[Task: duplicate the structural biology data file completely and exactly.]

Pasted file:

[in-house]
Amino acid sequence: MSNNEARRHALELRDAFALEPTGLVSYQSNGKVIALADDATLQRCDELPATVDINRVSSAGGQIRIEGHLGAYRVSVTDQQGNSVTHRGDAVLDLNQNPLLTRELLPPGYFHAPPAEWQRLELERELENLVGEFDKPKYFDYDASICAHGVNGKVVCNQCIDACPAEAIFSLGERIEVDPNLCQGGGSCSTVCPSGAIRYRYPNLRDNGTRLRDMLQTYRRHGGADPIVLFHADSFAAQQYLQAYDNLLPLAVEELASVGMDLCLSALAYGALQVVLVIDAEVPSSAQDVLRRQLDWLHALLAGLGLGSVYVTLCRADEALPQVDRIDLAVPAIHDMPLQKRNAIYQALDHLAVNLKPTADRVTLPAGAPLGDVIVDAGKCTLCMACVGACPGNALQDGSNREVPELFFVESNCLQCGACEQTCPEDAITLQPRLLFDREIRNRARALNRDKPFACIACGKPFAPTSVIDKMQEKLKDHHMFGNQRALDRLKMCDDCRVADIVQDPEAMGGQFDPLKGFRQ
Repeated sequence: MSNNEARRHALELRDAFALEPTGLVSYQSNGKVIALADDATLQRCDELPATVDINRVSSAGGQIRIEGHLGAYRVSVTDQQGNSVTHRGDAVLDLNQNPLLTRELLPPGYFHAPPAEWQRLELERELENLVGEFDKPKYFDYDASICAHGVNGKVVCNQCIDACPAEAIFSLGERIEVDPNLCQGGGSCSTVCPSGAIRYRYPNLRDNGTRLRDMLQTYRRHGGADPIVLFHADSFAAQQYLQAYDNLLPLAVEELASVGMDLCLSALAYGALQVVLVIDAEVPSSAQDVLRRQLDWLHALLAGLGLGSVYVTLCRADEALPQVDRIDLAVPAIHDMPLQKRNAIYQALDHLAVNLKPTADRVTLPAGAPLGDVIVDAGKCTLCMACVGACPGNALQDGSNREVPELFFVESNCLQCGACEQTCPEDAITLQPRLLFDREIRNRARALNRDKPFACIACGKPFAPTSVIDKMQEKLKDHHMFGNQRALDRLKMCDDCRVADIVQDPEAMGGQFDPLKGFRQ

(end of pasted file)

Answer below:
[in-house]
Amino acid sequence: MSNNEARRHALELRDAFALEPTGLVSYQSNGKVIALADDATLQRCDELPATVDINRVSSAGGQIRIEGHLGAYRVSVTDQQGNSVTHRGDAVLDLNQNPLLTRELLPPGYFHAPPAEWQRLELERELENLVGEFDKPKYFDYDASICAHGVNGKVVCNQCIDACPAEAIFSLGERIEVDPNLCQGGGSCSTVCPSGAIRYRYPNLRDNGTRLRDMLQTYRRHGGADPIVLFHADSFAAQQYLQAYDNLLPLAVEELASVGMDLCLSALAYGALQVVLVIDAEVPSSAQDVLRRQLDWLHALLAGLGLGSVYVTLCRADEALPQVDRIDLAVPAIHDMPLQKRNAIYQALDHLAVNLKPTADRVTLPAGAPLGDVIVDAGKCTLCMACVGACPGNALQDGSNREVPELFFVESNCLQCGACEQTCPEDAITLQPRLLFDREIRNRARALNRDKPFACIACGKPFAPTSVIDKMQEKLKDHHMFGNQRALDRLKMCDDCRVADIVQDPEAMGGQFDPLKGFRQ
Repeated sequence: MSNNEARRHALELRDAFALEPTGLVSYQSNGKVIALADDATLQRCDELPATVDINRVSSAGGQIRIEGHLGAYRVSVTDQQGNSVTHRGDAVLDLNQNPLLTRELLPPGYFHAPPAEWQRLELERELENLVGEFDKPKYFDYDASICAHGVNGKVVCNQCIDACPAEAIFSLGERIEVDPNLCQGGGSCSTVCPSGAIRYRYPNLRDNGTRLRDMLQTYRRHGGADPIVLFHADSFAAQQYLQAYDNLLPLAVEELASVGMDLCLSALAYGALQVVLVIDAEVPSSAQDVLRRQLDWLHALLAGLGLGSVYVTLCRADEALPQVDRIDLAVPAIHDMPLQKRNAIYQALDHLAVNLKPTADRVTLPAGAPLGDVIVDAGKCTLCMACVGACPGNALQDGSNREVPELFFVESNCLQCGACEQTCPEDAITLQPRLLFDREIRNRARALNRDKPFACIACGKPFAPTSVIDKMQEKLKDHHMFGNQRALDRLKMCDDCRVADIVQDPEAMGGQFDPLKGFRQ